Research points out that more than 80% of data breaches happen due to password hacking, meaning that poor password hygiene is responsible for a majority of cybercrimes that follow data breaches. To make sense of this statistic better, let’s first look at what constitutes poor password hygiene.
Using simple passwords
Often passwords that are easy to remember are easy to hack. Do you use passwords such as password, password1234, delta123, etc.? If yes, then you should be changing them at the earliest to something less obvious.
Repeating passwords across platforms
As another solution for remembering passwords, people tend to use one, single password universally. This dilutes the password even if it is a strong one. Plus, there’s always the risk of the password being hacked at one place and putting the data stored at all other places also at risk.
Unauthorized password sharing
Unauthorized password sharing for the sake of getting things done faster is a very real problem. For example, someone is on leave and someone else needs access to a particular file from their computer. The employee who is on leave shares the password and that can result in a security compromise.
Writing down passwords
This is the most obvious, yet oft-made password mistake. Just so they don’t forget the passwords, people tend to write them down on a piece of paper, a diary, or sometimes, store it on their phone. You know what can follow if the piece of paper or diary or the phone is stolen. The same goes for storing passwords on email and if the email server is compromised.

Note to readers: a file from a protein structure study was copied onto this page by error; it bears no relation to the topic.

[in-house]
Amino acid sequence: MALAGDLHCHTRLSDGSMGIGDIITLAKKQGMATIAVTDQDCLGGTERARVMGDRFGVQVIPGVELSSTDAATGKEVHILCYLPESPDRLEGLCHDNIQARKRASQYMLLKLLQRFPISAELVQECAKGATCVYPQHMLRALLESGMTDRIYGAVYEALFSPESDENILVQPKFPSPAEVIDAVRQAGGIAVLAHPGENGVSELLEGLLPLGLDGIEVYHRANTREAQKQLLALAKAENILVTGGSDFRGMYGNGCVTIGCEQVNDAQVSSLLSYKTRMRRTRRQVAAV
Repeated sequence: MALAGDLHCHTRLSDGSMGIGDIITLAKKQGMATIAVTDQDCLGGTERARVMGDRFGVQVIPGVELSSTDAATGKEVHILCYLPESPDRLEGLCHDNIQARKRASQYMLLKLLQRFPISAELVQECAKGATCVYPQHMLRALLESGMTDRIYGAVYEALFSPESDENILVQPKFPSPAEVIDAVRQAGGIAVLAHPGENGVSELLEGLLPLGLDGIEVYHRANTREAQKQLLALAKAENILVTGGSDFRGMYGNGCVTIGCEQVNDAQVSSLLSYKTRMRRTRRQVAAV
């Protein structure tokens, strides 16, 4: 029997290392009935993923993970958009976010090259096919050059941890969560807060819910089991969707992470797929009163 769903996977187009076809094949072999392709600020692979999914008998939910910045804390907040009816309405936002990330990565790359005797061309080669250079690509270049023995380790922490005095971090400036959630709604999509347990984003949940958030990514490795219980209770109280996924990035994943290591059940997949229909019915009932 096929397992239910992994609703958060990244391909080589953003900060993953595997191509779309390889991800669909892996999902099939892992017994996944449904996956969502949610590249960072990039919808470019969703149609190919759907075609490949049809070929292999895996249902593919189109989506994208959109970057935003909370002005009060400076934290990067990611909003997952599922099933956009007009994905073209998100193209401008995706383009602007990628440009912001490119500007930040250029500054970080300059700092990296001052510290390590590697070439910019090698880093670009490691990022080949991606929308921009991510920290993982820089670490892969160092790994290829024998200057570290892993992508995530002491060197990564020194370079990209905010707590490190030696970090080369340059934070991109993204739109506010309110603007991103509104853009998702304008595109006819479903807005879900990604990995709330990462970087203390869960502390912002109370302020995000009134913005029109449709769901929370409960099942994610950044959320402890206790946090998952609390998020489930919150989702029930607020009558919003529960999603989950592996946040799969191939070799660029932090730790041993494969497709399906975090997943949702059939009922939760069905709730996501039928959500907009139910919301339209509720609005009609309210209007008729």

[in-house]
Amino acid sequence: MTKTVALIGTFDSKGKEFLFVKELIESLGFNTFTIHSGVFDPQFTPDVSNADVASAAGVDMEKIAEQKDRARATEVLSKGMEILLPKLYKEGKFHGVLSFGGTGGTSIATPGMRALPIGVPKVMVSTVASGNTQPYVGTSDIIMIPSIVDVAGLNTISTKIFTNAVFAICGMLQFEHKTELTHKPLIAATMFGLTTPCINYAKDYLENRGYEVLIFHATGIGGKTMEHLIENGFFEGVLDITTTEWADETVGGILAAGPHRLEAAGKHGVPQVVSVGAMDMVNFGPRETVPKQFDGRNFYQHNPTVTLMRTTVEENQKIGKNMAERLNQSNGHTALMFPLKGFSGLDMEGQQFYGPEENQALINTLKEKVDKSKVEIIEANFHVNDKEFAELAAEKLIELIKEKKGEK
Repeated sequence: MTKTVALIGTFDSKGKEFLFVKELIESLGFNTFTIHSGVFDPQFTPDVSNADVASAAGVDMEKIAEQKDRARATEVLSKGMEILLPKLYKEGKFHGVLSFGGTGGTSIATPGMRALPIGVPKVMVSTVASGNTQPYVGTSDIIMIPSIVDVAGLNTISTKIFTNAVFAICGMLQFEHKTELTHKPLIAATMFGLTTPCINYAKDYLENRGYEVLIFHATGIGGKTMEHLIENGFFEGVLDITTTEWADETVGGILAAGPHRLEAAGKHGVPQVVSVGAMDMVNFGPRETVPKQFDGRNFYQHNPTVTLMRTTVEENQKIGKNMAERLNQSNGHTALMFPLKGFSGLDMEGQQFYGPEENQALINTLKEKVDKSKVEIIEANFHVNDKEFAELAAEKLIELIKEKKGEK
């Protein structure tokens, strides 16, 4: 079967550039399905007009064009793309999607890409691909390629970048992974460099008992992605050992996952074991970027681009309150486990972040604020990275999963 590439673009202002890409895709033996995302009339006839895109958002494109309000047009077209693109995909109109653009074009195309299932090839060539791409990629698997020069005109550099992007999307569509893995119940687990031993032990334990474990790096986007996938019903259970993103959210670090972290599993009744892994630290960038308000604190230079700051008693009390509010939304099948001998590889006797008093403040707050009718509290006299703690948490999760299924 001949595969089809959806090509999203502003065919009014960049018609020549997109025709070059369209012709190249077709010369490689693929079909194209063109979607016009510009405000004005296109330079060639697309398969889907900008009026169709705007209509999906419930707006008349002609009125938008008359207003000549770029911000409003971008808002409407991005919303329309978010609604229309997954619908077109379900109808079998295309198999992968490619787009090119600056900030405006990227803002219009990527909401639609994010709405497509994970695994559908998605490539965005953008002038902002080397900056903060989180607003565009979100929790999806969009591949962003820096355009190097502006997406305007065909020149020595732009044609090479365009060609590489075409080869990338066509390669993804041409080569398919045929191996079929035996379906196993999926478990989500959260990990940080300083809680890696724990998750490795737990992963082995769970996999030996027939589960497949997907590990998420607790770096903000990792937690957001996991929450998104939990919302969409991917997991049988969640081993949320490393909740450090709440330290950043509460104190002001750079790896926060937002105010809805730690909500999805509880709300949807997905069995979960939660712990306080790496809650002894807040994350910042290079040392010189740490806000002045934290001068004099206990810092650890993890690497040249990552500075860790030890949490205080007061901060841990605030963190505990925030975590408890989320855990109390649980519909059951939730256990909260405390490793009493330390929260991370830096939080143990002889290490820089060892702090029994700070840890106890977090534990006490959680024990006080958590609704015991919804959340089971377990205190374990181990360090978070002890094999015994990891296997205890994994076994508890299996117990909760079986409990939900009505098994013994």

Not revoking access on time
Cases where ex-employees log-in credentials were used to hijack company data are not unusual. When companies forget to revoke the access of employees as they move out of the department or organization, they are leaving a gaping cybersecurity hole open which is easy to take advantage of.
Not updating passwords
Using the same password for years or even months can be risky. Passwords should be changed every 3 months and perhaps even sooner for critical applications.
For the more critical areas, multi-factor authentication must be deployed. Relying on a password alone is a huge cybersecurity risk. Multi-factor authentication includes tokens, biometric authentication, OTPs, etc., which make it very difficult to hack into the application.
These are some of the basic password mistakes that almost everyone is guilty of at some point. You can prevent these from happening in your organization by educating your staff about them and training them well to cultivate good password hygiene.
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Aaron is a Partner and Principal Network Architect at Xterra Solutions, Inc. With over 20 years experience, Aaron’s practice areas include security, networking, unified communications, and business continuity. Xterra is a leading managed services provider located in downtown San Francisco.